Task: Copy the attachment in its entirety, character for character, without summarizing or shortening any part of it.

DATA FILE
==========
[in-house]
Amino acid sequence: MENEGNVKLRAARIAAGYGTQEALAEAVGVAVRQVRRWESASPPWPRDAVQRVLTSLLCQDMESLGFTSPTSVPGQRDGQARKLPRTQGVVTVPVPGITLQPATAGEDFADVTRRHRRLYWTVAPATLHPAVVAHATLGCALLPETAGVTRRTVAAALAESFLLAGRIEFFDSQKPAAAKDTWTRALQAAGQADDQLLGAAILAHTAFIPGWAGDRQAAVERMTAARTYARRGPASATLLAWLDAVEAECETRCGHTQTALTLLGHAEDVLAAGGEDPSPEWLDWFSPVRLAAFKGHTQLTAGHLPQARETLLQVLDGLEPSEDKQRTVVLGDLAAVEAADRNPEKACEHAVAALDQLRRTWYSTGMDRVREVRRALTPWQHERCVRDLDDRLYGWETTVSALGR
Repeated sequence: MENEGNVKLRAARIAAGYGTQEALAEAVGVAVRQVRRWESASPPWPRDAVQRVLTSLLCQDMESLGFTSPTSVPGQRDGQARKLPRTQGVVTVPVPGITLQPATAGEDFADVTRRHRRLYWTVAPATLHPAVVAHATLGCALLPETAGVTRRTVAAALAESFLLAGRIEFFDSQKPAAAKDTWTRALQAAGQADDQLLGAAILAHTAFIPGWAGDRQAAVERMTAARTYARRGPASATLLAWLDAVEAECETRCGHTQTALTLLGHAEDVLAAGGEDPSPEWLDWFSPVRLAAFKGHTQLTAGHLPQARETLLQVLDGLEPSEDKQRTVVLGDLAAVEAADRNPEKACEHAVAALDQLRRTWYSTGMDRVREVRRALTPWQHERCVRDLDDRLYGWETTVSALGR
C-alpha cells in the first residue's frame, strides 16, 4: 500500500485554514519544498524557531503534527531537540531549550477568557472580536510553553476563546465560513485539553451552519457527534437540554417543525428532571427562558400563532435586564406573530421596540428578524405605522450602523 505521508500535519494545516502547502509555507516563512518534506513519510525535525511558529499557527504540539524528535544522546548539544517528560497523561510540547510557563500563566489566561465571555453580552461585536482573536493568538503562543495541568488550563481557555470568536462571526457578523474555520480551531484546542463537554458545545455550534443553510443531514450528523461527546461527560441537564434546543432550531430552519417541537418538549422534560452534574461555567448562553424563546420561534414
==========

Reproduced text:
[in-house]
Amino acid sequence: MENEGNVKLRAARIAAGYGTQEALAEAVGVAVRQVRRWESASPPWPRDAVQRVLTSLLCQDMESLGFTSPTSVPGQRDGQARKLPRTQGVVTVPVPGITLQPATAGEDFADVTRRHRRLYWTVAPATLHPAVVAHATLGCALLPETAGVTRRTVAAALAESFLLAGRIEFFDSQKPAAAKDTWTRALQAAGQADDQLLGAAILAHTAFIPGWAGDRQAAVERMTAARTYARRGPASATLLAWLDAVEAECETRCGHTQTALTLLGHAEDVLAAGGEDPSPEWLDWFSPVRLAAFKGHTQLTAGHLPQARETLLQVLDGLEPSEDKQRTVVLGDLAAVEAADRNPEKACEHAVAALDQLRRTWYSTGMDRVREVRRALTPWQHERCVRDLDDRLYGWETTVSALGR
Repeated sequence: MENEGNVKLRAARIAAGYGTQEALAEAVGVAVRQVRRWESASPPWPRDAVQRVLTSLLCQDMESLGFTSPTSVPGQRDGQARKLPRTQGVVTVPVPGITLQPATAGEDFADVTRRHRRLYWTVAPATLHPAVVAHATLGCALLPETAGVTRRTVAAALAESFLLAGRIEFFDSQKPAAAKDTWTRALQAAGQADDQLLGAAILAHTAFIPGWAGDRQAAVERMTAARTYARRGPASATLLAWLDAVEAECETRCGHTQTALTLLGHAEDVLAAGGEDPSPEWLDWFSPVRLAAFKGHTQLTAGHLPQARETLLQVLDGLEPSEDKQRTVVLGDLAAVEAADRNPEKACEHAVAALDQLRRTWYSTGMDRVREVRRALTPWQHERCVRDLDDRLYGWETTVSALGR
C-alpha cells in the first residue's frame, strides 16, 4: 500500500485554514519544498524557531503534527531537540531549550477568557472580536510553553476563546465560513485539553451552519457527534437540554417543525428532571427562558400563532435586564406573530421596540428578524405605522450602523 505521508500535519494545516502547502509555507516563512518534506513519510525535525511558529499557527504540539524528535544522546548539544517528560497523561510540547510557563500563566489566561465571555453580552461585536482573536493568538503562543495541568488550563481557555470568536462571526457578523474555520480551531484546542463537554458545545455550534443553510443531514450528523461527546461527560441537564434546543432550531430552519417541537418538549422534560452534574461555567448562553424563546420561534414